Definitions

from The American Heritage® Dictionary of the English Language, 4th Edition

  • Caesar, Julius In full Gaius Julius Caesar. 100-44 B.C. Roman general, statesman, and historian who invaded Britain (55), crushed the army of his political enemy Pompey (48), pursued other enemies to Egypt, where he installed Cleopatra as queen (47), returned to Rome, and was given a mandate by the people to rule as dictator for life (45). On March 15 of the following year he was murdered by a group of republicans led by Cassius and Brutus, who feared he intended to establish a monarchy ruled by himself.
  • Caesar, Sidney Known as "Sid.” Born 1922. American comedian who, as star of his own weekly television program "Your Show of Shows” (1950-1954), pioneered the comedy sketch show.

from Wiktionary, Creative Commons Attribution/Share-Alike License

  • proper n. An ancient Roman family name, notably that of Gaius Iulius Caesar
  • proper n. The government; society; earthly powers.
  • n. A title of Roman emperors.
  • n. A Caesar salad.
  • n. A cocktail made from clamato (clam-tomato juice), vodka, and often garnished with celery, a Bloody Caesar.

from the GNU version of the Collaborative International Dictionary of English

  • n. A Roman emperor, as being the successor of Augustus Cæsar. Hence, a kaiser, or emperor of Germany, or any emperor or powerful ruler. See Kaiser, kesar.

from The Century Dictionary and Cyclopedia

  • To imitate Cæsar; assume dictatorial or imperial power.
  • To make like Cæsar; raise to imperial power.
  • n. A title, originally a surname of the Julian family at Rome, which, after being dignified in the person of the dictator C. Julius Cæsar, was assumed by successive Roman emperors, and finally came to be applied to the heir presumptive to the throne, in the same manner as Augustus was added as a title to the name of the reigning emperor.
  • n. Hence A dictator; a conqueror; an emperor; an absolute monarch.
  • n. [lowercase] A name in the Bahamas of the small grunt or Tom Tate, Bathystoma rimator, a food-fish of the family Hæmulidæ.

from WordNet 3.0 Copyright 2006 by Princeton University. All rights reserved.

  • n. conqueror of Gaul and master of Italy (100-44 BC)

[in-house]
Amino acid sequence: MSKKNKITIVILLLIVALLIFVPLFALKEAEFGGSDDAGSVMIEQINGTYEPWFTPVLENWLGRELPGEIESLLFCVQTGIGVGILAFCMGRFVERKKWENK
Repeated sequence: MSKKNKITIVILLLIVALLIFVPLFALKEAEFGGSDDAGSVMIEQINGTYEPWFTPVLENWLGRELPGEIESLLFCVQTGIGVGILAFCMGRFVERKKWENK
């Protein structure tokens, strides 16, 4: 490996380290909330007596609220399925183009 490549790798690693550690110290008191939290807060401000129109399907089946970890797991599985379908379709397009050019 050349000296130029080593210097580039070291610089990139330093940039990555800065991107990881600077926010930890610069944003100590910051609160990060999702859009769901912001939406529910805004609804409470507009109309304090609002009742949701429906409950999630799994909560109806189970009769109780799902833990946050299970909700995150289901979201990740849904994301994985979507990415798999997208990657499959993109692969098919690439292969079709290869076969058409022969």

• n. United States comedian who pioneered comedy television shows (born 1922)

Etymologies

Latin, of unclear origin. Proposed etymologies include caesaries (hair) and caesai (elephant). (Wiktionary)

Examples

  • After a quick name-checking of Julius Caesar -- as in Obama thinks he is a \ "soft-spoken Julius Caesar\" -- Voight got down to business, making the case that Obama is \ "a fellow who\'s bringing us to chaos and socialism. \" [scroll down for the transcript.]

    Jon Voight: Obama "Bringing Us To Chaos And Socialism" (VIDEO)

  • Caesar respondit, sī obsidēs dentur, sēsē pācem esse factūrum, _Caesar replied that, if hostages be given, he would make peace_.a. For the sequence after the Perfect Infinitive, see § 268, 2.

    New Latin Grammar

  • Caesar cum prīmum potuit, ad exercitum contendit, _Caesar, as soon as he could, hurried to the army_; ubi dē Caesaris adventū certiōrēs factī sunt, lēgātōs ad eum mittunt,

    New Latin Grammar

  • Caesar in Carnutēs, Andēs Turonēsque legiōnēs dēdūcit, _Caesar leads his legions into the territory of the Carnutes, Andes, and Turones_.

    New Latin Grammar

  • Caesar populāribus favet, _Caesar favors (i.e. is favorable to) the popular party_; amīcīs cōnfīdō, _I trust (to) my friends_;

    New Latin Grammar

  • Caesar exspectābat quid cōnsilī hostēs caperent, _Caesar was waiting to see what plan the enemy would adopt_.

    New Latin Grammar

  • Caesar imperat magnum numerum obsidum, _Caesar demanded a large number of hostages_ (lit. _demands_).

    New Latin Grammar

  • The Subjunctive, to denote _anticipation_ or _expectancy_; as, -- exspectāvit Caesar dum nāvēs convenīrent, _Caesar waited for the ships to assemble_; dum litterae veniant, morābor, _I shall wait for the letter to come_.

    New Latin Grammar

  • Caesar pontem in Ararī faciendum cūrāvit, _Caesar provided for the construction of a bridge over the Arar_; imperātor urbem mīlitibus dīripiendam concessit, _the general handed over the city to the soldiers to plunder_.

    New Latin Grammar

  • Caesar Rhēnum trānsīre dēcrēverat, sed nāvēs deerant, _Caesar had decided to cross the Rhine, but had no boats_.a. In those verbs whose Perfect has Present force (§ 262, A), the

    New Latin Grammar

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